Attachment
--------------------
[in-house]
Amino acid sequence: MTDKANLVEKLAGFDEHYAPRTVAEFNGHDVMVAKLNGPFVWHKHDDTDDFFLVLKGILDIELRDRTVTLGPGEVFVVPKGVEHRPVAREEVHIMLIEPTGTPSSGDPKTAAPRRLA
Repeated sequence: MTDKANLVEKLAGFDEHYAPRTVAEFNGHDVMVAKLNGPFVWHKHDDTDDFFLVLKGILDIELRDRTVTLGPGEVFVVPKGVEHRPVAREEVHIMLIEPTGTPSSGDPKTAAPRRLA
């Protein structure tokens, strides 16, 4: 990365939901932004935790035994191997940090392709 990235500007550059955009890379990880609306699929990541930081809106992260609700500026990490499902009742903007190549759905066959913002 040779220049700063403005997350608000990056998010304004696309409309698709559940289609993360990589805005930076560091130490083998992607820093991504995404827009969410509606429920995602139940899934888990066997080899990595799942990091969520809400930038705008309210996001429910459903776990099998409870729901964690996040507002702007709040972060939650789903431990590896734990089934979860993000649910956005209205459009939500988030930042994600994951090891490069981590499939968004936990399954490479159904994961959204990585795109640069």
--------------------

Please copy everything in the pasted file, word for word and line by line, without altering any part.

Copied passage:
[in-house]
Amino acid sequence: MTDKANLVEKLAGFDEHYAPRTVAEFNGHDVMVAKLNGPFVWHKHDDTDDFFLVLKGILDIELRDRTVTLGPGEVFVVPKGVEHRPVAREEVHIMLIEPTGTPSSGDPKTAAPRRLA
Repeated sequence: MTDKANLVEKLAGFDEHYAPRTVAEFNGHDVMVAKLNGPFVWHKHDDTDDFFLVLKGILDIELRDRTVTLGPGEVFVVPKGVEHRPVAREEVHIMLIEPTGTPSSGDPKTAAPRRLA
């Protein structure tokens, strides 16, 4: 990365939901932004935790035994191997940090392709 990235500007550059955009890379990880609306699929990541930081809106992260609700500026990490499902009742903007190549759905066959913002 040779220049700063403005997350608000990056998010304004696309409309698709559940289609993360990589805005930076560091130490083998992607820093991504995404827009969410509606429920995602139940899934888990066997080899990595799942990091969520809400930038705008309210996001429910459903776990099998409870729901964690996040507002702007709040972060939650789903431990590896734990089934979860993000649910956005209205459009939500988030930042994600994951090891490069981590499939968004936990399954490479159904994961959204990585795109640069």